Taking the dogs home

Even if the dogs interacted with soft, loose bodies in a neutral location, you will still need to be prepared to separate the dogs inside the home and revisit short, sweet approaches. Each environment is full of different stimuli which affects their behavior in varying ways. When transporting your dogs home, the dogs will need to be kept separated by a physical barrier, such as a crate, or ride in two different cars. 

If the introductions went smoothly in the neutral area, you can do another short, sweet greeting outside the home. Once inside, keep the dogs separated by a physical barrier. Allow the new dog time to decompress in their “safe space” that you set up prior to bringing the dog home. This decompression time should last for a few hours, at a minimum. If the new dog seems tired or disinterested in the resident dog through the barrier, wait until the next day to allow them to physically interact. They will still be acclimating to and learning about each other as they watch one another through the barrier and as scent passes back and forth.

To help the dogs settle once in the home and in separate spaces, provide each dog a high-value enrichment item (ex. peanut-butter-stuffed Kong). Giving the dogs something to engage with will help decrease the focus on each other. During the first few days to weeks, while the dogs are separated (how often and for how long will vary based on comfort level), it will be helpful to keep several different high-value enrichment items at the ready. Give these to the dog who is confined. Dogs have different levels of experience and comfort when confined to a separate space and the enrichment item will help them learn this is a positive part of their day. 

Always observe body language

It is very important to continue watching both dogs’ body language throughout their interactions with each other and when seeing each other. Watch carefully for body posture changes, including increased body tension, a prolonged stare, teeth-baring, or deep growls. If you see such postures, interrupt the interaction immediately by calmly and positively getting each dog interested in something else. For example, both handlers can call their dogs to them and reward each with a several treats. The dogs will become interested in the treats which will prevent the situation from escalating into aggression. If you see signs of aggression, consult a professional on how to best move forward. 

All dogs react differently to seeing another dog from behind a barrier, and you may see an escalation in their behavior. For example, if they were soft and loose during the introduction outside, they may bark or growl from behind a barrier when seeing the same dog inside the house. If this behavior occurs in your home, use barriers that the dogs cannot see through. For more information on behaviors from behind barriers, check out our resources on barrier reactivity.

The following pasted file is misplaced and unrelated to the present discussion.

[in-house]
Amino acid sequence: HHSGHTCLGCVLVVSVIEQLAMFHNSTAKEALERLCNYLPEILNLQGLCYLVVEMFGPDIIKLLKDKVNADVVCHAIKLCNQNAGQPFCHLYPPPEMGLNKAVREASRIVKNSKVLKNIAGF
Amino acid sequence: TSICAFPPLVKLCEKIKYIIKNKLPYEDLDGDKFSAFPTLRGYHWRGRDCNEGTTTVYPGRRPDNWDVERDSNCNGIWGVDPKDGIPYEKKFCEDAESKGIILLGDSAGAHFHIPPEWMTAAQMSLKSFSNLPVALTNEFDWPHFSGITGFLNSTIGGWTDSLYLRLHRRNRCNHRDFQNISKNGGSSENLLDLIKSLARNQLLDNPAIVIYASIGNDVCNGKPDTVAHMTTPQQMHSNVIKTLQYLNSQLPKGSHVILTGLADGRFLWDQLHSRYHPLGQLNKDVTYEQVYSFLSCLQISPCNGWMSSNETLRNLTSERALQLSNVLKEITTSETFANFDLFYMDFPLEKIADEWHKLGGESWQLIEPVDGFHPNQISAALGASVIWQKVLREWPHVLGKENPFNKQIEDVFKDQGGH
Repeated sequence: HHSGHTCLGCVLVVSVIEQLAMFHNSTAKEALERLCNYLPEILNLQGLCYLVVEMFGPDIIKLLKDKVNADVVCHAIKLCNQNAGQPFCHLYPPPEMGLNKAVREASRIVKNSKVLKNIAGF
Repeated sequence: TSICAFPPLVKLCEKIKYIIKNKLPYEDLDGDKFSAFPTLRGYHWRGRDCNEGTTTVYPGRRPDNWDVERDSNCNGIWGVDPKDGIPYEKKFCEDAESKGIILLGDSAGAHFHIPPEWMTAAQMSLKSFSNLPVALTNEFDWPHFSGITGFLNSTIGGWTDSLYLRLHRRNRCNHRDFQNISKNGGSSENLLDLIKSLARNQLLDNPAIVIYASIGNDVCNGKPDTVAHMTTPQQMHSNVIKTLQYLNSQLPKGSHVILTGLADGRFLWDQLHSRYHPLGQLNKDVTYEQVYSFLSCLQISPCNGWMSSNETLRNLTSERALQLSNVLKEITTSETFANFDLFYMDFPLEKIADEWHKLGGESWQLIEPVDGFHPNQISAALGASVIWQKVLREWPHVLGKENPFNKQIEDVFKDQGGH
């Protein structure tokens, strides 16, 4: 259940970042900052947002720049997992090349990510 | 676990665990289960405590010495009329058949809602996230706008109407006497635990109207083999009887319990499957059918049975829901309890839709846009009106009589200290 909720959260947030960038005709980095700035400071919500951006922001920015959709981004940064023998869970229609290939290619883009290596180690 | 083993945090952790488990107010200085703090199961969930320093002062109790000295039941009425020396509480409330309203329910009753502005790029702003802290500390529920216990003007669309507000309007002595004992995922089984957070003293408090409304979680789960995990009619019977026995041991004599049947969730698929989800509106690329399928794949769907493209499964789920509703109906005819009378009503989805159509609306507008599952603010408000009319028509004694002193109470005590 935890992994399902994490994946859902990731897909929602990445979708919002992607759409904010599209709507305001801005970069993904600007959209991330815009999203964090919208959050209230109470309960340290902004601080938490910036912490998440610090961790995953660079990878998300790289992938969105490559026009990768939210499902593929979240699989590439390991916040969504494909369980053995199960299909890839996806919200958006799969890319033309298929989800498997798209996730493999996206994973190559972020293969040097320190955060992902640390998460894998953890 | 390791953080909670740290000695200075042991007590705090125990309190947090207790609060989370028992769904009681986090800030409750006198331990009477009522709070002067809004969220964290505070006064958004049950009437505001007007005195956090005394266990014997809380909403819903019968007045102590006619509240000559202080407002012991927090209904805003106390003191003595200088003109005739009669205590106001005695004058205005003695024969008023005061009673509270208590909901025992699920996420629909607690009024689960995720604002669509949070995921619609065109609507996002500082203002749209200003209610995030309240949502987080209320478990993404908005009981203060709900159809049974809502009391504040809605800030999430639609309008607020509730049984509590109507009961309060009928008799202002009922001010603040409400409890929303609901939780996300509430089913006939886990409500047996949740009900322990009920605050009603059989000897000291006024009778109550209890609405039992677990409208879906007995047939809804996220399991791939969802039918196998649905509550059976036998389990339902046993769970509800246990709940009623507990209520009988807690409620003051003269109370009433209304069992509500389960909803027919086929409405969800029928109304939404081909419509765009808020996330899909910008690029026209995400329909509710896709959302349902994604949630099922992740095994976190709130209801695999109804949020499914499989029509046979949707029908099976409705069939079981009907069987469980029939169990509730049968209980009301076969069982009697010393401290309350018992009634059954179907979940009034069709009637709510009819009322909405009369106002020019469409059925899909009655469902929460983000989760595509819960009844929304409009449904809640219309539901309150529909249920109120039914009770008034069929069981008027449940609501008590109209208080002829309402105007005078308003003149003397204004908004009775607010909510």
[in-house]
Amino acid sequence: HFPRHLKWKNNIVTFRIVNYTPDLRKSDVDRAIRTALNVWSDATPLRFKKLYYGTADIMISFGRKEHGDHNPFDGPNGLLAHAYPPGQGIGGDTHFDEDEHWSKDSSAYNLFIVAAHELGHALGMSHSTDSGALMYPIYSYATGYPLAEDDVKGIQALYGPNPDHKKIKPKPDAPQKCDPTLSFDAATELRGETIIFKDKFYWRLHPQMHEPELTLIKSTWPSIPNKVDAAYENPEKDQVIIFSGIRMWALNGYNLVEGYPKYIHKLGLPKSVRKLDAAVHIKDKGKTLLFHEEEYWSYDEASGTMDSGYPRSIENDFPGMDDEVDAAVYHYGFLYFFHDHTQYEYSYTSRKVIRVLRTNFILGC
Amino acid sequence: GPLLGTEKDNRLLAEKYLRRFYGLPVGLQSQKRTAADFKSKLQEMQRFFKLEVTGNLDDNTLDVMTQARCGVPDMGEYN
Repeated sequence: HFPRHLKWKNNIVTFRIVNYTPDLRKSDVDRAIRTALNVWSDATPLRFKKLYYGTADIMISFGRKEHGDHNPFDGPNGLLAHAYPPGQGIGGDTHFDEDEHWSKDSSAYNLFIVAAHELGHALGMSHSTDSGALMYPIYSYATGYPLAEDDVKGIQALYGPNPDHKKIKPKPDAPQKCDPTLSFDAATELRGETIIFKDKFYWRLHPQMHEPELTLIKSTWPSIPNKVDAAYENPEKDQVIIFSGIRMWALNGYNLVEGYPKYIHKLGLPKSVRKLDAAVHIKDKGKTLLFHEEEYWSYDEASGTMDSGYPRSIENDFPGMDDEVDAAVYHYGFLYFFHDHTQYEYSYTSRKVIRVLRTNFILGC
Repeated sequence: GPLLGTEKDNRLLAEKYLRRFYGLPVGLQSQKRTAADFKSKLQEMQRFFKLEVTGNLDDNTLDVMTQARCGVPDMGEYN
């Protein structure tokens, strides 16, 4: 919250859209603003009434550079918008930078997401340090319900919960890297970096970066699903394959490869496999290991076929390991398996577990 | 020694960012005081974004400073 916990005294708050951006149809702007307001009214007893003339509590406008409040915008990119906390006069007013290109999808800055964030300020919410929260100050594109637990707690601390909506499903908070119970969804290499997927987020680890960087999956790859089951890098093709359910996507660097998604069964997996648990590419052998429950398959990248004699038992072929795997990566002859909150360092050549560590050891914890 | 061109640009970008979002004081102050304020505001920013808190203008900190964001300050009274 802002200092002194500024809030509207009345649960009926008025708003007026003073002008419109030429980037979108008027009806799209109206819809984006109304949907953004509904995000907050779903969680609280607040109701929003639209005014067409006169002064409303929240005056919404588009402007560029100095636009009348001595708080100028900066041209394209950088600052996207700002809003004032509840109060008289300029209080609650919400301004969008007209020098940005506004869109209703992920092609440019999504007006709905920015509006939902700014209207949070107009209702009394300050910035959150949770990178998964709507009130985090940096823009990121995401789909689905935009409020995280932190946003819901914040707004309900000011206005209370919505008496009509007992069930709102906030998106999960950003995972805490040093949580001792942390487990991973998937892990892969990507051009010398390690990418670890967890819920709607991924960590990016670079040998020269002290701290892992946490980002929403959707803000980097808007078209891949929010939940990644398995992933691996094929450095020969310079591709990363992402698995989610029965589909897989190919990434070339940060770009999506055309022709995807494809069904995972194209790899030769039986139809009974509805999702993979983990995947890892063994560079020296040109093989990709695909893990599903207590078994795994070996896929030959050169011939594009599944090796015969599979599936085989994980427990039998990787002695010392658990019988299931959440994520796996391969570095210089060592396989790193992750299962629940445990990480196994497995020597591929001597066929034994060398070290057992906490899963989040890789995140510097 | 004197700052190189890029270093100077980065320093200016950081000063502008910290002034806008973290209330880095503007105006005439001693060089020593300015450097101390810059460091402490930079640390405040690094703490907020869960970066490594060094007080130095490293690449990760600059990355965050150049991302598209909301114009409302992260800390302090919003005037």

The first weeks at home

  • Have both dogs drag leashes while interacting with each other for the first few days or weeks. This will allow you to quickly use the leash to separate them if it becomes necessary. Grabbing a leash is a much safer option than attempting to grab a dog’s collar. Many dogs find collar grabs aversive and stressful.
  • Continue providing the dogs with short, sweet interactions and build up the time they spend together slowly. It will depend on the individual dogs how long this process will take. Always pay close attention to their body language throughout interactions. 
  • It’s crucial to avoid scuffles or any negative interactions during the early stages of your dogs’ new relationship. Remember to pick up all toys, chews, food bowls, and your current dog’s favorite items. These items can be reintroduced after a couple of months, once the dogs have started to develop a good relationship. Some dogs may never be comfortable sharing items of value such as toys, bones, etc., and you will need to manage this throughout their lives by keeping resources picked up and only providing the items when that dog is alone.
  • Feed the dogs in completely separate areas with a physical barrier between them. Pick up bowls when feeding time is over, as some dogs will compete over bowls that previously contained food.
  • Confine the dogs in separate areas of your home whenever you’re away or can’t supervise their interactions. 
  • Spend time individually with each dog. Give each of them training time with you and playtime with other dogs outside your home. 
  • If your dogs are very different in age or energy level, be sure to give the older or less energetic one their own private space where they can enjoy rest and down time. In addition, you will want to give the younger or more energetic dog increased physical and mental exercise. 

Dog-to-dog introductions can be a challenging process to navigate, but your patience and commitment to a gradual process is the key to success. If the dogs are not getting along, it’s important to reach out for support. Contact the Wisconsin Humane Society behavior department at or 414-431-6173 with any questions or concerns.